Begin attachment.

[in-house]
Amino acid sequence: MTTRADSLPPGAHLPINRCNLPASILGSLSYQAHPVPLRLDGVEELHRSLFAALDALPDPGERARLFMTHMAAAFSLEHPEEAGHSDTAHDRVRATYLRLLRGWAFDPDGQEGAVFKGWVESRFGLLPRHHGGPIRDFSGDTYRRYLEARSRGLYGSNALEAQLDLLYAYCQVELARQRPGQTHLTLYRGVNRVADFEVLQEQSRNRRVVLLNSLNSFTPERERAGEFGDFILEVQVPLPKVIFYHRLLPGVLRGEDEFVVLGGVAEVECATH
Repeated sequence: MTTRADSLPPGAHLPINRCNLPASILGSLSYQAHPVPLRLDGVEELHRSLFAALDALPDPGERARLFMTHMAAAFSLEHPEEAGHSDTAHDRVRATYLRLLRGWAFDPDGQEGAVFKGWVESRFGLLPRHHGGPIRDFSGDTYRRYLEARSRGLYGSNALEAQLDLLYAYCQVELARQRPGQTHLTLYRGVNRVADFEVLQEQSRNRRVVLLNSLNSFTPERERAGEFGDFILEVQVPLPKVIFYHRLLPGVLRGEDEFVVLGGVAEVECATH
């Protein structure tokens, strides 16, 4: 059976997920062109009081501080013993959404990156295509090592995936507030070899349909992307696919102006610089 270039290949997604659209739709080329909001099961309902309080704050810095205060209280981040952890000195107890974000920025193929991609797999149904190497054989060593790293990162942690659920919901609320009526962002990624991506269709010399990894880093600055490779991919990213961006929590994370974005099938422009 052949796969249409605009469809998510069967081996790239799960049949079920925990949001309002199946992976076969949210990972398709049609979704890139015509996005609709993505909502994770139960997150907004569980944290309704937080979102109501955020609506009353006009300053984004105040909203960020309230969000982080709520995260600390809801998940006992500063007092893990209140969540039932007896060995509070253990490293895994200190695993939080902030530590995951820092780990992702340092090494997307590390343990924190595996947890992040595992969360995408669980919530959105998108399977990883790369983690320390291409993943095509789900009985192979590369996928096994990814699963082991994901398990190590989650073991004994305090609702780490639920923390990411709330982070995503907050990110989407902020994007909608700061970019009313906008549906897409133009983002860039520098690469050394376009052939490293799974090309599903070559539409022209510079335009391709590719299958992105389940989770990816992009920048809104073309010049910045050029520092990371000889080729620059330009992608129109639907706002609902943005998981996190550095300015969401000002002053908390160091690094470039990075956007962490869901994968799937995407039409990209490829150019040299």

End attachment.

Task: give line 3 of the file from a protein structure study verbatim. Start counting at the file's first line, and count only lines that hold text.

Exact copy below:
Repeated sequence: MTTRADSLPPGAHLPINRCNLPASILGSLSYQAHPVPLRLDGVEELHRSLFAALDALPDPGERARLFMTHMAAAFSLEHPEEAGHSDTAHDRVRATYLRLLRGWAFDPDGQEGAVFKGWVESRFGLLPRHHGGPIRDFSGDTYRRYLEARSRGLYGSNALEAQLDLLYAYCQVELARQRPGQTHLTLYRGVNRVADFEVLQEQSRNRRVVLLNSLNSFTPERERAGEFGDFILEVQVPLPKVIFYHRLLPGVLRGEDEFVVLGGVAEVECATH